Medicare Beneficiaries Hit Hard by Prescription Costs


The inability to pay for essential medical care is not just a problem for people who lack health insurance. If you’re covered by insurance, whether through an employer or through Medicare, you can be overwhelmed by the costs of prescriptions and treatment.

The impact on cancer patients is especially burdensome, in part, because out-of-pocket (OOP) costs for specialty cancer medications are particularly high. This can lead to choices no one should have to make.

Staggering Out-of-Pocket Costs

According to a recent PAN Foundation brief, a review of 45 studies on financial hardship among cancer survivors showed that:

  • As many as 62% of survivors reported being in debt because of their treatment

  • Nearly 50% of survivors reported experiencing some form of financial distress

  • As many as 45% of survivors did not adhere to recommended prescription medication because of cost

If you have Medicare and are diagnosed with cancer, the financial impact can be catastrophic. Although Medicare beneficiaries can fund prescriptions by purchasing coverage or selecting a “Part D” drug plan, research demonstrates that OOP prescription costs are a serious problem for many Medicare beneficiaries.

Demographics data indicates that only 24% of the Medicare population is economically secure. For the majority who aren’t, health-related expenses consume a larger share of their resources. Research from the Kaiser Family Foundation shows that Medicare beneficiaries’ OOP spending on healthcare—as a percentage both of Social Security income and total income—is increasing. In fact, the report showed that as a share of per capita Social Security income, OOP healthcare spending will increase from 41% in 2013 to a projected 50% in 2030, a staggering and insupportable number.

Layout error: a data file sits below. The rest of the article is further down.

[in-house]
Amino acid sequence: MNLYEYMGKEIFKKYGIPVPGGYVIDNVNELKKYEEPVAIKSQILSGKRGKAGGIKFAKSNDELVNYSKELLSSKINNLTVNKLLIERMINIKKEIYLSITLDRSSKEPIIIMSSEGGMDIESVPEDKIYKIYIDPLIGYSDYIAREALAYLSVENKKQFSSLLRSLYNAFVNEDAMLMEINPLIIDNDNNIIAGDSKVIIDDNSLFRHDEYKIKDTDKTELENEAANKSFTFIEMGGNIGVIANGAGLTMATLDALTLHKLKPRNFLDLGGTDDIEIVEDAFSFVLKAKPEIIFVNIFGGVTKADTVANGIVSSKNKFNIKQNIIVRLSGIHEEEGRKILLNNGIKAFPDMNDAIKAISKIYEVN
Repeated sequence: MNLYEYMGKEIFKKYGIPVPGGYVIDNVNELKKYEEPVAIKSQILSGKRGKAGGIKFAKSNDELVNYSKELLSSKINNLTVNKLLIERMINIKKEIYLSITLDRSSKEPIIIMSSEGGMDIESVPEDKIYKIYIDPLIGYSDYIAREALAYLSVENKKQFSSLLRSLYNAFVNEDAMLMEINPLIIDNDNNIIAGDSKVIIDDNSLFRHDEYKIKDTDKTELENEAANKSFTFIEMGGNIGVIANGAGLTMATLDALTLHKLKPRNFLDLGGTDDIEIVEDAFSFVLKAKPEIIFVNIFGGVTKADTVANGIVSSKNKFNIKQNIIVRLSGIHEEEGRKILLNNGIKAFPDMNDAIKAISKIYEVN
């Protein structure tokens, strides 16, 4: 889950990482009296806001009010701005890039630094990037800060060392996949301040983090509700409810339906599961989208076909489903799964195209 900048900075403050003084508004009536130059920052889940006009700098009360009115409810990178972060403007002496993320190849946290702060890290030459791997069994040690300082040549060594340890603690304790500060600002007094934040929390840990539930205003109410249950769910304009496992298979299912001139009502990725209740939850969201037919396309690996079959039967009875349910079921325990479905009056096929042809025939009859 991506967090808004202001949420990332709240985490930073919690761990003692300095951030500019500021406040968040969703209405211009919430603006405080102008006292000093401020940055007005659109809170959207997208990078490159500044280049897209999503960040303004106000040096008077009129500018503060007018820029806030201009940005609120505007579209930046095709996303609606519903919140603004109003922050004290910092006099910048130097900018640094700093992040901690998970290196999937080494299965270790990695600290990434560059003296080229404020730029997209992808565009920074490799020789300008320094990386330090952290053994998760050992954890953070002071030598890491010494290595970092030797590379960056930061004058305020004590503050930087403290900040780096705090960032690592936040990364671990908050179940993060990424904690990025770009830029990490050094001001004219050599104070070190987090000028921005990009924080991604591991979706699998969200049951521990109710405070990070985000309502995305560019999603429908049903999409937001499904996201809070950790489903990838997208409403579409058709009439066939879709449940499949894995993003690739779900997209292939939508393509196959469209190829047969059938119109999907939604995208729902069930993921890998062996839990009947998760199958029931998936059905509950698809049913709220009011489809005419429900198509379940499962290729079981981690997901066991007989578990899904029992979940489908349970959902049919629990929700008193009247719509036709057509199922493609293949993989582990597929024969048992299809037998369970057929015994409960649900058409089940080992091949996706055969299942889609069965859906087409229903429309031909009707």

Practical and Policy Solutions

What can be done to reduce this burden? At The Ghosh Center, we’re committed to working with each of our patients to obtain funding for OOP costs, but many people don’t have access to this assistance. The PAN Foundation, an organization that helps insured people cover prescription costs, advocates for thoughtful and sustainable policy-based solutions. The strategies they advocate include:

  • Putting a “hard cap” on OOP costs once beneficiaries reach Part D’s catastrophic threshold

  • Distributing OOP costs more evenly throughout the calendar year

  • Ensuring that health conditions have at least one effective drug that is not on a specialty tier

To follow along with PAN’s important work, check out their OOP Costs Among Medicare Beneficiaries brief or visit their website.To learn more about how The Ghosh Center helps patients pay for prescriptions, read a blog post about our financial assistance program and a recent PAN interview with Becki.